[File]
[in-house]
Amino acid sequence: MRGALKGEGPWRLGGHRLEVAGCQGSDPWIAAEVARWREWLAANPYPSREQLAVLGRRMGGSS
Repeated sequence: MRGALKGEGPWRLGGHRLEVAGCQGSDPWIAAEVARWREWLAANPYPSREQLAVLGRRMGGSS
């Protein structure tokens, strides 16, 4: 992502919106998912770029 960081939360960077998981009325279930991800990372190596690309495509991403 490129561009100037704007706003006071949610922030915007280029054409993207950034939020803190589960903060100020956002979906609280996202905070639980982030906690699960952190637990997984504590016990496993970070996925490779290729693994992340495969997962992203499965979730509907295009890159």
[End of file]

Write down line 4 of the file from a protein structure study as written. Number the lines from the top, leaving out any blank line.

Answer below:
């Protein structure tokens, strides 16, 4: 992502919106998912770029 960081939360960077998981009325279930991800990372190596690309495509991403 490129561009100037704007706003006071949610922030915007280029054409993207950034939020803190589960903060100020956002979906609280996202905070639980982030906690699960952190637990997984504590016990496993970070996925490779290729693994992340495969997962992203499965979730509907295009890159």